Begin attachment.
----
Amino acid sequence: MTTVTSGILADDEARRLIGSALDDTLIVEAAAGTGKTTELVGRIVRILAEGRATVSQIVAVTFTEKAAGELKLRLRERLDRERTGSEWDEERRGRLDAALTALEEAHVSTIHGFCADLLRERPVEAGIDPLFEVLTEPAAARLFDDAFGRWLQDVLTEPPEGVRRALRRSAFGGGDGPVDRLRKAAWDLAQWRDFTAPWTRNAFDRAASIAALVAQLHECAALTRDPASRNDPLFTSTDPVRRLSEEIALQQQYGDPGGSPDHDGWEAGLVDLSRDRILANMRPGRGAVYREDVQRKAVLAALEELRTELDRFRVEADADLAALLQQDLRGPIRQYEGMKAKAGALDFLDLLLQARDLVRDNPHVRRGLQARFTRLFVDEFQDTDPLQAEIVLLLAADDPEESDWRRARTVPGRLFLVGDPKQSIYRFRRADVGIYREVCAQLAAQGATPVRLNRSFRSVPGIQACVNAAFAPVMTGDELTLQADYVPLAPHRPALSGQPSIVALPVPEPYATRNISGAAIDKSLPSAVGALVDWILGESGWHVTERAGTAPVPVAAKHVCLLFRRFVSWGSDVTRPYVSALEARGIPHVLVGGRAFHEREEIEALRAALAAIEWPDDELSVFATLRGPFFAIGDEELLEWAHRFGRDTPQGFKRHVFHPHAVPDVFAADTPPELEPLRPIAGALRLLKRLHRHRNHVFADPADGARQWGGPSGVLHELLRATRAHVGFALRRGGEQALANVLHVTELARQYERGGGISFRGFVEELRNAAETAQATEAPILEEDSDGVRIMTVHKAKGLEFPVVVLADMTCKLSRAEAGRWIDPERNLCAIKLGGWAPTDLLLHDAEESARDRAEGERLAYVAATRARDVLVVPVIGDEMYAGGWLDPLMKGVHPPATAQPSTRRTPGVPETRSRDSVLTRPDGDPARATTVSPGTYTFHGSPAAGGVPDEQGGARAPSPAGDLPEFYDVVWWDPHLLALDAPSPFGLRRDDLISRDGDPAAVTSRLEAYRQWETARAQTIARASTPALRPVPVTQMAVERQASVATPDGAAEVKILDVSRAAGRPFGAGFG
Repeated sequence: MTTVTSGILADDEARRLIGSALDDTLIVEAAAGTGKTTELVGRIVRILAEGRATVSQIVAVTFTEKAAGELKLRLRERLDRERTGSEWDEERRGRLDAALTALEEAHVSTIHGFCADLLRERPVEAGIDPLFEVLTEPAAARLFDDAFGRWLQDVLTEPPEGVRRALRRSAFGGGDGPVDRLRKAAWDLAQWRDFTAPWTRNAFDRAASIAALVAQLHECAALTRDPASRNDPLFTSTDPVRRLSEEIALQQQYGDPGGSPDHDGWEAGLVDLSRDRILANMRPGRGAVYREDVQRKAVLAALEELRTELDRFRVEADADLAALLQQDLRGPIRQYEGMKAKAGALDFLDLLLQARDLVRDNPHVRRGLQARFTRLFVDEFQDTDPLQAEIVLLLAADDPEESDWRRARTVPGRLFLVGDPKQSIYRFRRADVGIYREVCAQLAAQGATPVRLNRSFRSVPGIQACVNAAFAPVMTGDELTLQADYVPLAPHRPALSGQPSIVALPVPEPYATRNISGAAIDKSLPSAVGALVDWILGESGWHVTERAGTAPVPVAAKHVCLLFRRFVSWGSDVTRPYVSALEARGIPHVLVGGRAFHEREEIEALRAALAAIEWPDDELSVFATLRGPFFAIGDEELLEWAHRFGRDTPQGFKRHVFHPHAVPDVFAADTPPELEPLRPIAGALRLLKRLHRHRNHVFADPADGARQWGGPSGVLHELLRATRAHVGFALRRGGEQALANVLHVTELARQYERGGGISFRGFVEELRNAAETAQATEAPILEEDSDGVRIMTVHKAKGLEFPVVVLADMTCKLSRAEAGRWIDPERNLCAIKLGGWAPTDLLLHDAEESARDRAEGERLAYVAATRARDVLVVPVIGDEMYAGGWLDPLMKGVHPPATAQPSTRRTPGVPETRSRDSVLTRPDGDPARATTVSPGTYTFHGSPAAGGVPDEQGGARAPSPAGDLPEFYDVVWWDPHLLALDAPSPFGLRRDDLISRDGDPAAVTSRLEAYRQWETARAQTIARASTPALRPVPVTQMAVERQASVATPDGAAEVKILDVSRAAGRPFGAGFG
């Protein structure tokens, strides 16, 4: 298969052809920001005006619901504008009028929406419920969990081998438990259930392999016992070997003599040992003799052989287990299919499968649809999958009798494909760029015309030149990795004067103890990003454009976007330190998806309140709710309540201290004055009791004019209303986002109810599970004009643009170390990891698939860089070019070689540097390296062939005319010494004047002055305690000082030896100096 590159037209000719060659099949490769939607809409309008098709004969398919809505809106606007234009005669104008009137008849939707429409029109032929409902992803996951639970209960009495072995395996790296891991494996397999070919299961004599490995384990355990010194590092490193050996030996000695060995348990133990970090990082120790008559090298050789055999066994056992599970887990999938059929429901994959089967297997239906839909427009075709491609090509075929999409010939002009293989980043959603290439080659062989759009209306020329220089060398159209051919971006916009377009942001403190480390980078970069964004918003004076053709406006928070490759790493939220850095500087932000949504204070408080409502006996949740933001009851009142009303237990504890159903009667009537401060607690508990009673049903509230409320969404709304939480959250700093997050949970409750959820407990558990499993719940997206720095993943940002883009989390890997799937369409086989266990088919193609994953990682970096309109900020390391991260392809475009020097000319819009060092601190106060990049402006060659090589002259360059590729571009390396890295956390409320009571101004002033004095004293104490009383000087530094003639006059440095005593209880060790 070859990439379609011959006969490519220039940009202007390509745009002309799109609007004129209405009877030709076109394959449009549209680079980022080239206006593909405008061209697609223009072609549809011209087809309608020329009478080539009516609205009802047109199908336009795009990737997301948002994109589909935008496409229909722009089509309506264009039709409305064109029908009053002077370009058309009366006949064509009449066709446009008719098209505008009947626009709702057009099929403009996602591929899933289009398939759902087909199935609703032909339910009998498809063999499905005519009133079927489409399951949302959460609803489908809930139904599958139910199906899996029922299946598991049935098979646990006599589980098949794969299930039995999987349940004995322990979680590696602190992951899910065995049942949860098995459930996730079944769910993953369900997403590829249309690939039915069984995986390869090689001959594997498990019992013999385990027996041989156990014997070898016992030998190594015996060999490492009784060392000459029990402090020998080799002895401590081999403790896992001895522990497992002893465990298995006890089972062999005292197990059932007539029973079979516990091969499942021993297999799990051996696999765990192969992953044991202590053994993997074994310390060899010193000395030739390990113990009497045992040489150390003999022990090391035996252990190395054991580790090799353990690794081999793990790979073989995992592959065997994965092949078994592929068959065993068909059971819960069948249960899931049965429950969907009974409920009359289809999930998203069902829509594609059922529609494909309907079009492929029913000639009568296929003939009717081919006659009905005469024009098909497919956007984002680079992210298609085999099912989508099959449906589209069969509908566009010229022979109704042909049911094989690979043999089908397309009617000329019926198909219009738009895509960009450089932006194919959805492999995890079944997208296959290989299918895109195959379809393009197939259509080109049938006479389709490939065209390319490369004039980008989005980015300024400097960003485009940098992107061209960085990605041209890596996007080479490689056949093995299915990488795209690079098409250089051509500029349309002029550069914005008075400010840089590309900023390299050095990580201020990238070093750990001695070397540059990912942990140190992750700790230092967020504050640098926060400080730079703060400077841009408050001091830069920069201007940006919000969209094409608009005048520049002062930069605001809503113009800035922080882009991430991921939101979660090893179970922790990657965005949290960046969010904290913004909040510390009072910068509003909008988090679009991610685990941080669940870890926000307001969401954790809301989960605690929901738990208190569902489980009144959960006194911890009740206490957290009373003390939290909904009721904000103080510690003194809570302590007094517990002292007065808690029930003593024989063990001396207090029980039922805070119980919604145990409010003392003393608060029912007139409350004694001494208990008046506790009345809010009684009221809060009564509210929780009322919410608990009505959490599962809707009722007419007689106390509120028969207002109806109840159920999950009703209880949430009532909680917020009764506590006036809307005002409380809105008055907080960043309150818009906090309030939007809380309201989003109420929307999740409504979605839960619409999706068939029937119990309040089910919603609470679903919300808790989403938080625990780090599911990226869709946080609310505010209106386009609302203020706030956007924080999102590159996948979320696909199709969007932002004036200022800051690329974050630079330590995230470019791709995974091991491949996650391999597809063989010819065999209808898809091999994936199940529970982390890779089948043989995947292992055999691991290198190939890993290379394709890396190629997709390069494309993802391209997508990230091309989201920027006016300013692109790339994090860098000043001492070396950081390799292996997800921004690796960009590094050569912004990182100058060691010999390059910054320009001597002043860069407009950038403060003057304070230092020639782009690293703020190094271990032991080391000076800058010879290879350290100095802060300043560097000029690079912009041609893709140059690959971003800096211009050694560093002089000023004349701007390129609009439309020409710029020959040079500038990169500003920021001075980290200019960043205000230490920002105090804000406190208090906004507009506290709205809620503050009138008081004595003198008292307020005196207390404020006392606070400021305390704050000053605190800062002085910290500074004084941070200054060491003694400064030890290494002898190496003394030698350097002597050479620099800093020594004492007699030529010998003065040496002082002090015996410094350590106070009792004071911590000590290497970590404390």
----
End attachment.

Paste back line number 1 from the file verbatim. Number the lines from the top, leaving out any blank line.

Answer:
Amino acid sequence: MTTVTSGILADDEARRLIGSALDDTLIVEAAAGTGKTTELVGRIVRILAEGRATVSQIVAVTFTEKAAGELKLRLRERLDRERTGSEWDEERRGRLDAALTALEEAHVSTIHGFCADLLRERPVEAGIDPLFEVLTEPAAARLFDDAFGRWLQDVLTEPPEGVRRALRRSAFGGGDGPVDRLRKAAWDLAQWRDFTAPWTRNAFDRAASIAALVAQLHECAALTRDPASRNDPLFTSTDPVRRLSEEIALQQQYGDPGGSPDHDGWEAGLVDLSRDRILANMRPGRGAVYREDVQRKAVLAALEELRTELDRFRVEADADLAALLQQDLRGPIRQYEGMKAKAGALDFLDLLLQARDLVRDNPHVRRGLQARFTRLFVDEFQDTDPLQAEIVLLLAADDPEESDWRRARTVPGRLFLVGDPKQSIYRFRRADVGIYREVCAQLAAQGATPVRLNRSFRSVPGIQACVNAAFAPVMTGDELTLQADYVPLAPHRPALSGQPSIVALPVPEPYATRNISGAAIDKSLPSAVGALVDWILGESGWHVTERAGTAPVPVAAKHVCLLFRRFVSWGSDVTRPYVSALEARGIPHVLVGGRAFHEREEIEALRAALAAIEWPDDELSVFATLRGPFFAIGDEELLEWAHRFGRDTPQGFKRHVFHPHAVPDVFAADTPPELEPLRPIAGALRLLKRLHRHRNHVFADPADGARQWGGPSGVLHELLRATRAHVGFALRRGGEQALANVLHVTELARQYERGGGISFRGFVEELRNAAETAQATEAPILEEDSDGVRIMTVHKAKGLEFPVVVLADMTCKLSRAEAGRWIDPERNLCAIKLGGWAPTDLLLHDAEESARDRAEGERLAYVAATRARDVLVVPVIGDEMYAGGWLDPLMKGVHPPATAQPSTRRTPGVPETRSRDSVLTRPDGDPARATTVSPGTYTFHGSPAAGGVPDEQGGARAPSPAGDLPEFYDVVWWDPHLLALDAPSPFGLRRDDLISRDGDPAAVTSRLEAYRQWETARAQTIARASTPALRPVPVTQMAVERQASVATPDGAAEVKILDVSRAAGRPFGAGFG